The early stages of developing a film aren't always linear for me. I'll be thinking about a genre I'm interested in, and then parallel to that I'll have an idea for a story or a character, and later on, will realize that these pieces all fit together. In this case, I'd been wanting to make a horror film for ages, but hadn't found the right story… until I had the idea for Mlungu Wam, and I realized I was finally ready to try this genre.

What challenges did you face in making a horror?

It was my first time working in this genre, and it was intimidating because there's no saving you if you fail. We were also working on a very, very limited budget, so it wasn't possible to show as much as we'd like to - but then again, this story was all about the subjective and the unseen, so I did as much research and planning as we could, and just had to trust it would work.

Where did you film, and did that have any impact on the process at all?

We filmed in a house in Cape Town, in a gated community in the Southern Suburbs. The house and the environment had a major impact on the film - especially because we were also quarantining there for the full 7 weeks of rehearsal and shooting. The house was our set and our accommodation, so it was very intense, very claustrophobic, and very triggering for many of our team members.

How did you and co-writer Babalwa Baartman work on the story? You've included cast members in the writing process in your previous work — did you do that here too?

Mlungu Wam was made along similar lines to my first two films, Love The One You Love and High Fantasy, where we started with an outline, cast actors, then workshopped the characters collaboratively before completing the story breakdown and using improv for the dialogue. Babalwa and I had worked together using this method on a short film we made in 2019 called Sizohlala. She really understands the process, and it was a really rewarding experience exploring the story with her and our cast.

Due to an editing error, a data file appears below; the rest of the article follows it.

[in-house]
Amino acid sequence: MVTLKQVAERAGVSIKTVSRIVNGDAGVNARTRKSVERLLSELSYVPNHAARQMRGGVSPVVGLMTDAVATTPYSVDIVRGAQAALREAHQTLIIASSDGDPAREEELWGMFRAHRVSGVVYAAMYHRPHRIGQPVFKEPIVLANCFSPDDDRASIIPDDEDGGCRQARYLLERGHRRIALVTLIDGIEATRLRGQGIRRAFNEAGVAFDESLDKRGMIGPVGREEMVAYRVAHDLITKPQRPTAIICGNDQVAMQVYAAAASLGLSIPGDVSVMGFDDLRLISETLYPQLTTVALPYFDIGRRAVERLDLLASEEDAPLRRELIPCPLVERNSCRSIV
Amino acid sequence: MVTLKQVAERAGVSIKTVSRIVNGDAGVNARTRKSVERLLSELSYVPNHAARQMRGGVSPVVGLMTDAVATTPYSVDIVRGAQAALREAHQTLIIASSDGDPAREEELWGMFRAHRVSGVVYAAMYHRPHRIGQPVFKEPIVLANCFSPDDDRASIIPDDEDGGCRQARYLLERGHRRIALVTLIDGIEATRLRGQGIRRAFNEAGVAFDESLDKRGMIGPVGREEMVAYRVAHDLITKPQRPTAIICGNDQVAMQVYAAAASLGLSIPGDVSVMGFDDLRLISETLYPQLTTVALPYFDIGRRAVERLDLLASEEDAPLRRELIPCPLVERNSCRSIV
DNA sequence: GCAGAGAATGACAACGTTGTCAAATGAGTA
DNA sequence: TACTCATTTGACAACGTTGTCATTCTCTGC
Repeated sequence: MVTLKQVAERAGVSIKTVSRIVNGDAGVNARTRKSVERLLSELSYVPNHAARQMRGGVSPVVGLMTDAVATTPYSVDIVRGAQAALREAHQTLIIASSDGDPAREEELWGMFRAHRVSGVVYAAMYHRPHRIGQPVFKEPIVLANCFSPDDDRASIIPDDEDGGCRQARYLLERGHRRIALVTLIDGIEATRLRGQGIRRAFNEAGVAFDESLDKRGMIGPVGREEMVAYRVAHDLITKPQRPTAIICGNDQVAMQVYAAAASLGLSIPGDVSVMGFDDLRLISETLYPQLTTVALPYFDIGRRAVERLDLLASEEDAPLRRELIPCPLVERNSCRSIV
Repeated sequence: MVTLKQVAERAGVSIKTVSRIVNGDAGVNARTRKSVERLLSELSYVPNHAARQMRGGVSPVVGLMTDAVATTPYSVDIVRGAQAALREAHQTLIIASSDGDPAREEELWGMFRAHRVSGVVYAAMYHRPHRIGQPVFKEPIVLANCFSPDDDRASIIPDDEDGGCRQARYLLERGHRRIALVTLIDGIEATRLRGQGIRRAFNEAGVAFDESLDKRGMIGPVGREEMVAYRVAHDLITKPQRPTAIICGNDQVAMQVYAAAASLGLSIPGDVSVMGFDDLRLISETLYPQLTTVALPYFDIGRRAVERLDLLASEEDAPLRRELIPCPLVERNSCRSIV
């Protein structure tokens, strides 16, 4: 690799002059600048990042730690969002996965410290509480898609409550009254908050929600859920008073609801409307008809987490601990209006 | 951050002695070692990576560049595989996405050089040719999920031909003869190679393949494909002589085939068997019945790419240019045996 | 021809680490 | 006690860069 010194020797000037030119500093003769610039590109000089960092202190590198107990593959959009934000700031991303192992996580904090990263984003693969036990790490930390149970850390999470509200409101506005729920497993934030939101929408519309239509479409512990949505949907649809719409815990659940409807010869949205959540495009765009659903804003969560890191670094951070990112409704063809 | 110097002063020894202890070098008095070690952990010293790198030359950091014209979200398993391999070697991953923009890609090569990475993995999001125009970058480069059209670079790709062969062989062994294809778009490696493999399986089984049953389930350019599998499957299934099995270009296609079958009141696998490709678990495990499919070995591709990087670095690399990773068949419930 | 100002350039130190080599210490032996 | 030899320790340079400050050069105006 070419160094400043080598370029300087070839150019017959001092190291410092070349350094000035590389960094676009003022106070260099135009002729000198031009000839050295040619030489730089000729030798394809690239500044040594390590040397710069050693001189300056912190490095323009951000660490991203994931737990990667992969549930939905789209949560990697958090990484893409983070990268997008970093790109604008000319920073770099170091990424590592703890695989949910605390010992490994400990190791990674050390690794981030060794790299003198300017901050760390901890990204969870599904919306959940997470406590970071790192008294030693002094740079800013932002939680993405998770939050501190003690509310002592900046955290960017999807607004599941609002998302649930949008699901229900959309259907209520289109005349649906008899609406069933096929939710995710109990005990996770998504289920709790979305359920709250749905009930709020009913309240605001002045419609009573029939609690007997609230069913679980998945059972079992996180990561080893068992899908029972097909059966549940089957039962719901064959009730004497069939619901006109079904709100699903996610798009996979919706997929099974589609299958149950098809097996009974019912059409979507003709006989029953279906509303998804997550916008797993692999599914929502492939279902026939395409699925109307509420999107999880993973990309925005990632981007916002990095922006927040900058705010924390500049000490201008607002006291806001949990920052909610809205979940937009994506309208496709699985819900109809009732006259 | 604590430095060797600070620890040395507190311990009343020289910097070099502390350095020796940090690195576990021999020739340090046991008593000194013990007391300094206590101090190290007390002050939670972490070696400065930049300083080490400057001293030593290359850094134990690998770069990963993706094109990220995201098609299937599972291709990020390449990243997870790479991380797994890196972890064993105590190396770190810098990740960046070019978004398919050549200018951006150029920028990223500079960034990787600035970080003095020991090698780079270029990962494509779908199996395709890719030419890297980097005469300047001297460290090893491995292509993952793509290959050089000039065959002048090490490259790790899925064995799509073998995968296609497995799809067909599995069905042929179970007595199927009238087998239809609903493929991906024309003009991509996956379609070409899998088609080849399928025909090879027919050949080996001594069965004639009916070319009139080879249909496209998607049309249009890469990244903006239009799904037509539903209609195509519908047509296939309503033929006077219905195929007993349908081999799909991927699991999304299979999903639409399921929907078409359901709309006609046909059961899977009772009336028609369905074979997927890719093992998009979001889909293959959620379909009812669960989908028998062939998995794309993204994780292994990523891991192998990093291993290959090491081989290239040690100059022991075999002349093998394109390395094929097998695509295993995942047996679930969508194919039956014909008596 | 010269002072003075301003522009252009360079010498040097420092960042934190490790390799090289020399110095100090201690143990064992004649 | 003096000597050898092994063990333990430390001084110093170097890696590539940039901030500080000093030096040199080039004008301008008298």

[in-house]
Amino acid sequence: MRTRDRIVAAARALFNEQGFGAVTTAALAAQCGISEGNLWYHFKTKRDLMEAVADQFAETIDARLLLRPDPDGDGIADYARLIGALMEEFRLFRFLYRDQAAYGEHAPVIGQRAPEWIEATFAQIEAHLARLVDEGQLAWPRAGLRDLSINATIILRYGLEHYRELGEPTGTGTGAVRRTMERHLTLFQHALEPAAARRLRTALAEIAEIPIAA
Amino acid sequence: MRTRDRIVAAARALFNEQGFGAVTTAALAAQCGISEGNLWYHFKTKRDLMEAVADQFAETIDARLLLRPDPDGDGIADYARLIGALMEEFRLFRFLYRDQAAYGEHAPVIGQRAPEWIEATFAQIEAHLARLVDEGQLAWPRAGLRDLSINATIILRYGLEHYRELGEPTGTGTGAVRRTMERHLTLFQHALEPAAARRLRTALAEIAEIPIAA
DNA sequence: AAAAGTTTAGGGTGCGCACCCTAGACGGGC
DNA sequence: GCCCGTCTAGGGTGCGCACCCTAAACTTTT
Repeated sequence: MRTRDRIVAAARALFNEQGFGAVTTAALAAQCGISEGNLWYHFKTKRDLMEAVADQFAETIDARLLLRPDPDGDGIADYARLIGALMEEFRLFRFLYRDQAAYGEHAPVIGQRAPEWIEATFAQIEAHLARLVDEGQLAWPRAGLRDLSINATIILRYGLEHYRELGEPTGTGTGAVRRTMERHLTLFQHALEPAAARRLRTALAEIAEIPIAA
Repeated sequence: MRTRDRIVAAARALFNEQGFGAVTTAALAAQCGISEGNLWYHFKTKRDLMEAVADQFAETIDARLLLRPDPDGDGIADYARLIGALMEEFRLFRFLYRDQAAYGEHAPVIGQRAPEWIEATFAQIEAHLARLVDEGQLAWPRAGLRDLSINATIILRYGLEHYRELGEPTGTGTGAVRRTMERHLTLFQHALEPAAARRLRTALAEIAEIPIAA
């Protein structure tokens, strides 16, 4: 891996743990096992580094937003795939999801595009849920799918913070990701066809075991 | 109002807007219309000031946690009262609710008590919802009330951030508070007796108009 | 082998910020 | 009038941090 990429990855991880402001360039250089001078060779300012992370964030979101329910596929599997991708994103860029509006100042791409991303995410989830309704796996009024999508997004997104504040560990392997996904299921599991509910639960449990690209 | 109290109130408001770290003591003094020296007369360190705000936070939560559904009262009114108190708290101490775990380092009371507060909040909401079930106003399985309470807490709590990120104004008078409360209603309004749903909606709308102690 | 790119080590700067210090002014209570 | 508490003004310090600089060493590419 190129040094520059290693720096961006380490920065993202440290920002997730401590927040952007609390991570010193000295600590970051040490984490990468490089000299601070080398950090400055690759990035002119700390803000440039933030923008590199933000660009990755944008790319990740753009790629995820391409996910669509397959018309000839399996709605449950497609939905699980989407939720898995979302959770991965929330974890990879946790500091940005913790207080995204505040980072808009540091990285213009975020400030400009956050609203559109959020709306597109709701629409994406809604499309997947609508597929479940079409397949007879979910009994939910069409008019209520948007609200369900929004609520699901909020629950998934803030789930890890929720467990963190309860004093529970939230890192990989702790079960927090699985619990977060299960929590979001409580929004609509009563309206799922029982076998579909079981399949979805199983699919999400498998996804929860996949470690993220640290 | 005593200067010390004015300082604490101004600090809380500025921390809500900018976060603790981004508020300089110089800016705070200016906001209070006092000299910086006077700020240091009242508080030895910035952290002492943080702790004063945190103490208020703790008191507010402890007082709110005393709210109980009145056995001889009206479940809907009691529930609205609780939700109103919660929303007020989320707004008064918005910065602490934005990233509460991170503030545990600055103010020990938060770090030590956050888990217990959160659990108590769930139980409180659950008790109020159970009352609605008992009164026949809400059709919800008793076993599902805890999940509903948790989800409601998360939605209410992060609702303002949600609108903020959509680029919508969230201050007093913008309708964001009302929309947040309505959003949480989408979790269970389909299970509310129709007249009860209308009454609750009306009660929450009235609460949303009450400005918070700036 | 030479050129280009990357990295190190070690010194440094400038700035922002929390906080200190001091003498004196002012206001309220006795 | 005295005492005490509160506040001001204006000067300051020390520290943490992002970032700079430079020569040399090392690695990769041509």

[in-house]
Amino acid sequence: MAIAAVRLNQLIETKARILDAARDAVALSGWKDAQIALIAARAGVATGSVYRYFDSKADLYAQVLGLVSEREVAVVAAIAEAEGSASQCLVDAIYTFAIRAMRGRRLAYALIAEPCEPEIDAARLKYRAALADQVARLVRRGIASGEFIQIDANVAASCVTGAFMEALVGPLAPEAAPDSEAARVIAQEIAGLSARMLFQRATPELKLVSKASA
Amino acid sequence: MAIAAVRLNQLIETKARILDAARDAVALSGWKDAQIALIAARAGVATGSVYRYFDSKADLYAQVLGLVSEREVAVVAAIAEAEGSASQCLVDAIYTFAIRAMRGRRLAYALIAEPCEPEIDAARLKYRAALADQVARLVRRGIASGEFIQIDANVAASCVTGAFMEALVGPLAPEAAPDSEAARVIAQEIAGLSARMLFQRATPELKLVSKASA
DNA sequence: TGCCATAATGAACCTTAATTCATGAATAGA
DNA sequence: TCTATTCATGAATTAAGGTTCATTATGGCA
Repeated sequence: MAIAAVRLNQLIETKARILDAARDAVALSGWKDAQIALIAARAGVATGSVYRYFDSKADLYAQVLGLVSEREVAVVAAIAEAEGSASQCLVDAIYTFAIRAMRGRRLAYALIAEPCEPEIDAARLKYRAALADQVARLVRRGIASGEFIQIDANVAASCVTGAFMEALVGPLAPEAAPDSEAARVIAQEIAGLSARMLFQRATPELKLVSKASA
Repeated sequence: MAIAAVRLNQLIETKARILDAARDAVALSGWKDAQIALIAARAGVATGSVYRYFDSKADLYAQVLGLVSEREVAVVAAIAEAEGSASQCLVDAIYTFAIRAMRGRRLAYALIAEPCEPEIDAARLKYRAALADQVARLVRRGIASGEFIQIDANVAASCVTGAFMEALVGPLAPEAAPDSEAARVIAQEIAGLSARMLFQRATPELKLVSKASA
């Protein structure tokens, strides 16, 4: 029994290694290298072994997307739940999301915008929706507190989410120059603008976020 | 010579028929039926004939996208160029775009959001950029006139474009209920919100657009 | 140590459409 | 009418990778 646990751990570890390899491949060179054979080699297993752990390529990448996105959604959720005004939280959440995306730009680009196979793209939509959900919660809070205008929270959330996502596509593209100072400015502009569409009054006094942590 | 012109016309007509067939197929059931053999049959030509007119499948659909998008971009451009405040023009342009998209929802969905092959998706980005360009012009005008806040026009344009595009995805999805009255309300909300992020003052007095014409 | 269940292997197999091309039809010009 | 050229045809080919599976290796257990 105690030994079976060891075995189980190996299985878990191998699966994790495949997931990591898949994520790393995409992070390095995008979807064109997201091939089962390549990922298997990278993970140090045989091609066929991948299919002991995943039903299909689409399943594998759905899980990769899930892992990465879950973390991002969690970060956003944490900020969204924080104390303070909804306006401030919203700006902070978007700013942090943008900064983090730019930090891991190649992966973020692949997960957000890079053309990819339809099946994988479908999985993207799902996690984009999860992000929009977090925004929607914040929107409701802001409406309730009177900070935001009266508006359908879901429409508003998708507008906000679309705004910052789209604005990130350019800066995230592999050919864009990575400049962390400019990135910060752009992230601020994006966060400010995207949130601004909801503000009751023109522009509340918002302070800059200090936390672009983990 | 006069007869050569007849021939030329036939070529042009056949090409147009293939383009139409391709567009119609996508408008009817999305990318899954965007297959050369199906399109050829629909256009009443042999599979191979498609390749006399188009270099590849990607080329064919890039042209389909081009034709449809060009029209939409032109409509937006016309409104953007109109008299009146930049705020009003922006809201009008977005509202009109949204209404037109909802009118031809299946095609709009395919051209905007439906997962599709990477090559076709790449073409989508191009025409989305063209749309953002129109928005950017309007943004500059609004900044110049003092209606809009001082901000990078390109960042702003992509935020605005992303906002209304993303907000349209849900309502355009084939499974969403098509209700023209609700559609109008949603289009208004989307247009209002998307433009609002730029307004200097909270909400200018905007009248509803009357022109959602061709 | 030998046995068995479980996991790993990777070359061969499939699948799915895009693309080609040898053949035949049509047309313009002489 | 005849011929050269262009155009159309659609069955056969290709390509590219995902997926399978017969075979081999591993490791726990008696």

How did Kristina Ceyton, who produced the excellent acclaimed horrors The Babadook and The Nightingale, through Causeway Films, come to be involved in this film?

I had met Sam Jennings, who is also a producer with Causeway Films, several years ago at a festival. We really connected and kept in touch over the years, sharing our work, and hoping there'd be a chance to collaborate. So when we were developing Mlungu Wam, I pitched her and Kristina the concept and they were immediately supportive. It has been a massive pleasure working with them both.

Your films are known to venture into themes of identity and healing from the past — how does this film speak to that?

Mlungu Wam is definitely about this too - it's a story about three generations of women (actually four, if you include Tsidi's grandmother, who is an unseen character in the film), how they are haunted by the past and eventually refuse to remain chained any longer. Their healing is collective, linked to each other, and wouldn't be possible for them alone as individuals.

Still from Bass's film Mlungu Wam Image: Courtesy TIFF


You've been at TIFF before - how has your experience of it been this year, with it being a hybrid of virtual and in-person?

Things have been quieter and a bit harder to navigate, but the TIFF staff have done incredible work getting the festival off the ground, despite endless challenges. It has felt very surreal to be here, and a privilege - and inspiring too, that we can still get together to celebrate films, even though our world is in such a mess. We had over 200 (socially distanced) people at our last screening, and that was an amazing feeling.

Yours is one of few African films on this year's line-up - is there anything you'd like to see happen to try improve that?

Regarding African cinema, TIFF has a real range of films this year, across several sections. Compared to many other festivals, they seem really invested in supporting cinema from the continent. Of course, this could be better, but it's also an example to other festivals who claim there aren't enough African films, that this is clearly not the case.

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Tanzanian Filmmaker Amil Shivji is Making History with a Story of Love and Resistance

As the first Tanzanian film to be chosen for TIFF, Shiviji's film is sure to get the African country a seat at the table.